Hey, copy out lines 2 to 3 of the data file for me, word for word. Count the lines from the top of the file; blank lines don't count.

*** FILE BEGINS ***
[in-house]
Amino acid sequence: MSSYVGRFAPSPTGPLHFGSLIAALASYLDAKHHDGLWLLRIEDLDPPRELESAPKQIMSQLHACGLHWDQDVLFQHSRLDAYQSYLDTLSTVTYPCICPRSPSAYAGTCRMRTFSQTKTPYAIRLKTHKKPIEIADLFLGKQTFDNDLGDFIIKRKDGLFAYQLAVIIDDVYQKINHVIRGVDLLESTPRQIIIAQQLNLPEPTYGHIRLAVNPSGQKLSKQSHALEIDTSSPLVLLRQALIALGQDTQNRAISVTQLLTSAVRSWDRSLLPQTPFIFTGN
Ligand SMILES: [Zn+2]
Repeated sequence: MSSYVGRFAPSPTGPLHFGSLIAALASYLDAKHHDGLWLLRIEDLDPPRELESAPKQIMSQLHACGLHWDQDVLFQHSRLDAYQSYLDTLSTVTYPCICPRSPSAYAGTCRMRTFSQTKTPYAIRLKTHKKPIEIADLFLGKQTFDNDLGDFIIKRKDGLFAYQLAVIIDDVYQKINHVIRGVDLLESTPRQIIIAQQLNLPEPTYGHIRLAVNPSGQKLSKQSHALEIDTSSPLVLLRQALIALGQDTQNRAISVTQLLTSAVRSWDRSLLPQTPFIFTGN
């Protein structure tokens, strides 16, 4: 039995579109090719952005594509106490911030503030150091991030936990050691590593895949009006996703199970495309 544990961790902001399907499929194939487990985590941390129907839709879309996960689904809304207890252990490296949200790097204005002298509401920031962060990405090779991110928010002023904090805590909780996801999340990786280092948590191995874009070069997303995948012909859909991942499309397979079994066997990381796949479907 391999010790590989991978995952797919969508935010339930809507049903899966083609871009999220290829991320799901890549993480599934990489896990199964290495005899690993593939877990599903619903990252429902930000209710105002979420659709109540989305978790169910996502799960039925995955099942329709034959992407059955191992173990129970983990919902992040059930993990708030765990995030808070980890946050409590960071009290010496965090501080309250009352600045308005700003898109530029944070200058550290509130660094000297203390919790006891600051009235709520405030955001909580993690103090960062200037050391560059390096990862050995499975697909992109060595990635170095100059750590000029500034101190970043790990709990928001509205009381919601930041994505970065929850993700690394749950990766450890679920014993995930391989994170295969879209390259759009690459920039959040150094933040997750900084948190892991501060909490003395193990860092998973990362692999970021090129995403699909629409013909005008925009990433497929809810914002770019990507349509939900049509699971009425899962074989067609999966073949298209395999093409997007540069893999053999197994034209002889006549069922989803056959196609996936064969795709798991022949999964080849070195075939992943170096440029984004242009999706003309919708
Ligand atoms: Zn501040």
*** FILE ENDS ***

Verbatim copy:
Amino acid sequence: MSSYVGRFAPSPTGPLHFGSLIAALASYLDAKHHDGLWLLRIEDLDPPRELESAPKQIMSQLHACGLHWDQDVLFQHSRLDAYQSYLDTLSTVTYPCICPRSPSAYAGTCRMRTFSQTKTPYAIRLKTHKKPIEIADLFLGKQTFDNDLGDFIIKRKDGLFAYQLAVIIDDVYQKINHVIRGVDLLESTPRQIIIAQQLNLPEPTYGHIRLAVNPSGQKLSKQSHALEIDTSSPLVLLRQALIALGQDTQNRAISVTQLLTSAVRSWDRSLLPQTPFIFTGN
Ligand SMILES: [Zn+2]